The 9/11 terrorist attacks on the United States brought to the fore the vulnerability of places once deemed impervious to terrorist attacks. The presence of minority groups in the US, Europe as well as the Balkans pose a different set of challenges for counter-terrorism activities, and therefore their combined support is now recognised as crucial in the prevention of such acts. Participants at the workshop will discuss and share information on a variety of issues, including:
- immigration and naturalisation: western passports’ importance for terror;
- the challenges and prospects of counter-terrorism in Africa;
- culture-oriented counter-terrorism;
- creating bridges of trust in diverse communities and;
- policing the modern city: local counter-terrorism in the US.
As the fight to eradicate terrorist acts takes on different dimensions, the quest to understand the terrorist must become equally dynamic. If law enforcement agencies fail to gain the support of all the different groups in their community, terrorists have a greater chance of operating “under the radar”. To date, less attention has been given to overcoming the language, cultural and ideological challenges within culturally and linguistically diverse communities during counter-terrorism operations.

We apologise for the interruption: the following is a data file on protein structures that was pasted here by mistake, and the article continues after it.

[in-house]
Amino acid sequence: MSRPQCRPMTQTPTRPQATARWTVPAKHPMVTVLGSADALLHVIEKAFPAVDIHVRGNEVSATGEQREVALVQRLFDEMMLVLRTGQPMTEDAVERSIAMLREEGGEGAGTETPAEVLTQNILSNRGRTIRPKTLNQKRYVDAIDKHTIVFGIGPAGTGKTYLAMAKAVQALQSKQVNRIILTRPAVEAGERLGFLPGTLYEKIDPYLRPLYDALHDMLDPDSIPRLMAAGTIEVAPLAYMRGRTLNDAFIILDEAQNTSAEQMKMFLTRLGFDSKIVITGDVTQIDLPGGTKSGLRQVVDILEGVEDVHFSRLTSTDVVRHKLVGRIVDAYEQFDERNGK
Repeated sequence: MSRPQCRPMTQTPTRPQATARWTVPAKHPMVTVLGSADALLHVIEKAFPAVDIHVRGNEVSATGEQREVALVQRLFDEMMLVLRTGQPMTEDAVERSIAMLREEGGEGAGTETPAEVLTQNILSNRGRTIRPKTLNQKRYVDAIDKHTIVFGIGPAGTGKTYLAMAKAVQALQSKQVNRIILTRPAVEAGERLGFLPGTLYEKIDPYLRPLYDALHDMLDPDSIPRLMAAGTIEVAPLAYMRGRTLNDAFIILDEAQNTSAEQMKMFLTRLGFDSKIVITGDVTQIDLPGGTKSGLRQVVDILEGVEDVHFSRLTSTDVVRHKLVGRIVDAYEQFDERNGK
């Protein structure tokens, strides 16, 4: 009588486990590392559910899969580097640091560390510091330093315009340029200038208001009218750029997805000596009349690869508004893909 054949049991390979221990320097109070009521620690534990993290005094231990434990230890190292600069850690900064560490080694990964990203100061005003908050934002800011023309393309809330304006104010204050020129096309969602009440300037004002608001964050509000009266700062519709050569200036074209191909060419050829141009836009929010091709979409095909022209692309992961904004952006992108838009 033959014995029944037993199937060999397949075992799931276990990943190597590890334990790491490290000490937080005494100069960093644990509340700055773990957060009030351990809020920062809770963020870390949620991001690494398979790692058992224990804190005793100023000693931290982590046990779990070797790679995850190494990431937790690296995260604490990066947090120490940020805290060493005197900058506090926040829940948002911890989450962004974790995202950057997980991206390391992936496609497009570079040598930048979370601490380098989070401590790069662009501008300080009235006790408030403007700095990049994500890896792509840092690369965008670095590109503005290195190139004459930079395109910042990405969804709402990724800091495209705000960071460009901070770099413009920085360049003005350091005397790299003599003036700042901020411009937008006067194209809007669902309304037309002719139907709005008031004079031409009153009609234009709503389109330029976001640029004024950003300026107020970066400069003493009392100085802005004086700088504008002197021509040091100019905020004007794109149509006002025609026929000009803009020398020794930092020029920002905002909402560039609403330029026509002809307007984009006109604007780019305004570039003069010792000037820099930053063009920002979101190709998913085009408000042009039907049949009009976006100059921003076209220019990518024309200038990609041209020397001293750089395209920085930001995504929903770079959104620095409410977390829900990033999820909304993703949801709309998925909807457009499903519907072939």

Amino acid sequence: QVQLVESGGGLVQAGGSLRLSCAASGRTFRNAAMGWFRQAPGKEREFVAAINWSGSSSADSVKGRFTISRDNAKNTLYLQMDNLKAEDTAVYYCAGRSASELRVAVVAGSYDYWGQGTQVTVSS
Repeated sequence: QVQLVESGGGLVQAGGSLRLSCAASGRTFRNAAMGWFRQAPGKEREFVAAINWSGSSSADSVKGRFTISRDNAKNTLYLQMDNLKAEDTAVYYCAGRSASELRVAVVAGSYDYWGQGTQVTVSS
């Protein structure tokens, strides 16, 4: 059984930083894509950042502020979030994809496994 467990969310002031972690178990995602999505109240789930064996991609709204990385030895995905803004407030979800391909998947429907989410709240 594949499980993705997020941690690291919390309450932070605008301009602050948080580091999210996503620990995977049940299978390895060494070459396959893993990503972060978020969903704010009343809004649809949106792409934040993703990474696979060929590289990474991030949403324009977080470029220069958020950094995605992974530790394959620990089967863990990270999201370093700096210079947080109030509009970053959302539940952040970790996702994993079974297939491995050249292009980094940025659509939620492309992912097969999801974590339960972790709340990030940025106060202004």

With active involvement from world-renown institutions like Cranfield University –Defence Academy (UK), International Risk & Crisis Management (Belgium) and RAND Europe (UK), this event will create a forum for cross-cultural expertise and perspectives to be shared and used for future collaboration.
This workshop is funded by the Science for Peace and Security (SPS) programme under one of its key priorities – “Defence against terrorist threats”. The event serves as a clear example of NATO’s meticulous approach to peace and security.
For more information, visit www.nato.int/science (see “Calendar” for organisers’ contact details).